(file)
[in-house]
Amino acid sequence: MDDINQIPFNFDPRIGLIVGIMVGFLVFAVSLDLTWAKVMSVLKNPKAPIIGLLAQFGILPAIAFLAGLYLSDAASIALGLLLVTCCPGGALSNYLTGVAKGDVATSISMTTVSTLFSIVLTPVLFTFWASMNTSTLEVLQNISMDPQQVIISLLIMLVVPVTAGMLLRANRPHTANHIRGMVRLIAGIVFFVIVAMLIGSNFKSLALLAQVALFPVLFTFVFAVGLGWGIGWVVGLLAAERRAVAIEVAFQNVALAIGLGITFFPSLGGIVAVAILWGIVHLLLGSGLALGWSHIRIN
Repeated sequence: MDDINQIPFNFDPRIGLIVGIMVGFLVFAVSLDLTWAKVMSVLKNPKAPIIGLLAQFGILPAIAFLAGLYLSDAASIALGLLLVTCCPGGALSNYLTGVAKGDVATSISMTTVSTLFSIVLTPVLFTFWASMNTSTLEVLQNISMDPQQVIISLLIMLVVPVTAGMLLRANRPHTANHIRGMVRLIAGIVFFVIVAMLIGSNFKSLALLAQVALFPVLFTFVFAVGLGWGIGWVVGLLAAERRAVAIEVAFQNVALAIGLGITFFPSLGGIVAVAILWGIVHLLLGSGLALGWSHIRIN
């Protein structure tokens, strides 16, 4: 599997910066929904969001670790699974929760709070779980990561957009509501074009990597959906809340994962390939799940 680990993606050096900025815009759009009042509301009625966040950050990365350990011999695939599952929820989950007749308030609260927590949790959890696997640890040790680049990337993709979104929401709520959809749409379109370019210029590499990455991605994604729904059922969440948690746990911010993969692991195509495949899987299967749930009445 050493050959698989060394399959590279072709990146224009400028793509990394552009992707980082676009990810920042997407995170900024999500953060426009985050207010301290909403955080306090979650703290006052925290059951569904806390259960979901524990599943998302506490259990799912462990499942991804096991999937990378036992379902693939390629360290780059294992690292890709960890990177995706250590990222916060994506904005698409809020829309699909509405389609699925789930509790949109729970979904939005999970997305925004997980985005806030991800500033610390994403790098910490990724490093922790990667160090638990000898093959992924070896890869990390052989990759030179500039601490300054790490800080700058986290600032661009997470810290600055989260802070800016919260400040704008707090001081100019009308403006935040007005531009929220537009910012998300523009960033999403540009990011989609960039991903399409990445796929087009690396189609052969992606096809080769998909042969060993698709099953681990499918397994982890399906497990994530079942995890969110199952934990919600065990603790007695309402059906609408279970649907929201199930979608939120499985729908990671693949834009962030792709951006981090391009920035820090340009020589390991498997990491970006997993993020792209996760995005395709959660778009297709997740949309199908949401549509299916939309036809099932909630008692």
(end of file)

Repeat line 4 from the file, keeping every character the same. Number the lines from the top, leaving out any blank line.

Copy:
């Protein structure tokens, strides 16, 4: 599997910066929904969001670790699974929760709070779980990561957009509501074009990597959906809340994962390939799940 680990993606050096900025815009759009009042509301009625966040950050990365350990011999695939599952929820989950007749308030609260927590949790959890696997640890040790680049990337993709979104929401709520959809749409379109370019210029590499990455991605994604729904059922969440948690746990911010993969692991195509495949899987299967749930009445 050493050959698989060394399959590279072709990146224009400028793509990394552009992707980082676009990810920042997407995170900024999500953060426009985050207010301290909403955080306090979650703290006052925290059951569904806390259960979901524990599943998302506490259990799912462990499942991804096991999937990378036992379902693939390629360290780059294992690292890709960890990177995706250590990222916060994506904005698409809020829309699909509405389609699925789930509790949109729970979904939005999970997305925004997980985005806030991800500033610390994403790098910490990724490093922790990667160090638990000898093959992924070896890869990390052989990759030179500039601490300054790490800080700058986290600032661009997470810290600055989260802070800016919260400040704008707090001081100019009308403006935040007005531009929220537009910012998300523009960033999403540009990011989609960039991903399409990445796929087009690396189609052969992606096809080769998909042969060993698709099953681990499918397994982890399906497990994530079942995890969110199952934990919600065990603790007695309402059906609408279970649907929201199930979608939120499985729908990671693949834009962030792709951006981090391009920035820090340009020589390991498997990491970006997993993020792209996760995005395709959660778009297709997740949309199908949401549509299916939309036809099932909630008692």